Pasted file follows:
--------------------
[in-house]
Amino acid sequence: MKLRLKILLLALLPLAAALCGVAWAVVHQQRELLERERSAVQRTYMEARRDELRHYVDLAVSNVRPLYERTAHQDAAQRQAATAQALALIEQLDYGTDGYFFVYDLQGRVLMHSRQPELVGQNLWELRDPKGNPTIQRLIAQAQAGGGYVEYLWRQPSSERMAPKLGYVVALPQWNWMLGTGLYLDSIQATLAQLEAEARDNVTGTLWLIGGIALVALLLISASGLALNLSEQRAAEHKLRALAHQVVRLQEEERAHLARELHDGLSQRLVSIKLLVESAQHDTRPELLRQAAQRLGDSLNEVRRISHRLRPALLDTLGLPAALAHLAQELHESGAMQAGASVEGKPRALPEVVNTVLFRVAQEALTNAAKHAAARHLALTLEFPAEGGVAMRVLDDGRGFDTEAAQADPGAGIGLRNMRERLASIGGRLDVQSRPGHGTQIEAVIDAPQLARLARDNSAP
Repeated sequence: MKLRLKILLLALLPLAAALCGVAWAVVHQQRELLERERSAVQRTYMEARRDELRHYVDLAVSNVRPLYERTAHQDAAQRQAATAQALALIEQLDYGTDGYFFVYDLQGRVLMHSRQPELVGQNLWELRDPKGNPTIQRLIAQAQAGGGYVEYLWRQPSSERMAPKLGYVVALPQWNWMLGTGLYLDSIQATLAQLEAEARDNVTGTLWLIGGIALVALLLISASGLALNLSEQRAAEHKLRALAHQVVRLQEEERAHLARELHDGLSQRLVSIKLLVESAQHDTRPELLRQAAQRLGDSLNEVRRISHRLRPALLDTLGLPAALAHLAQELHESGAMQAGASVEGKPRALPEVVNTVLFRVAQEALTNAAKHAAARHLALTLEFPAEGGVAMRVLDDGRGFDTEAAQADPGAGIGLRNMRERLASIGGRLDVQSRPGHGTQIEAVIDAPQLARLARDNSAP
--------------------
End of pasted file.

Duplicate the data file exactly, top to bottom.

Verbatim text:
[in-house]
Amino acid sequence: MKLRLKILLLALLPLAAALCGVAWAVVHQQRELLERERSAVQRTYMEARRDELRHYVDLAVSNVRPLYERTAHQDAAQRQAATAQALALIEQLDYGTDGYFFVYDLQGRVLMHSRQPELVGQNLWELRDPKGNPTIQRLIAQAQAGGGYVEYLWRQPSSERMAPKLGYVVALPQWNWMLGTGLYLDSIQATLAQLEAEARDNVTGTLWLIGGIALVALLLISASGLALNLSEQRAAEHKLRALAHQVVRLQEEERAHLARELHDGLSQRLVSIKLLVESAQHDTRPELLRQAAQRLGDSLNEVRRISHRLRPALLDTLGLPAALAHLAQELHESGAMQAGASVEGKPRALPEVVNTVLFRVAQEALTNAAKHAAARHLALTLEFPAEGGVAMRVLDDGRGFDTEAAQADPGAGIGLRNMRERLASIGGRLDVQSRPGHGTQIEAVIDAPQLARLARDNSAP
Repeated sequence: MKLRLKILLLALLPLAAALCGVAWAVVHQQRELLERERSAVQRTYMEARRDELRHYVDLAVSNVRPLYERTAHQDAAQRQAATAQALALIEQLDYGTDGYFFVYDLQGRVLMHSRQPELVGQNLWELRDPKGNPTIQRLIAQAQAGGGYVEYLWRQPSSERMAPKLGYVVALPQWNWMLGTGLYLDSIQATLAQLEAEARDNVTGTLWLIGGIALVALLLISASGLALNLSEQRAAEHKLRALAHQVVRLQEEERAHLARELHDGLSQRLVSIKLLVESAQHDTRPELLRQAAQRLGDSLNEVRRISHRLRPALLDTLGLPAALAHLAQELHESGAMQAGASVEGKPRALPEVVNTVLFRVAQEALTNAAKHAAARHLALTLEFPAEGGVAMRVLDDGRGFDTEAAQADPGAGIGLRNMRERLASIGGRLDVQSRPGHGTQIEAVIDAPQLARLARDNSAP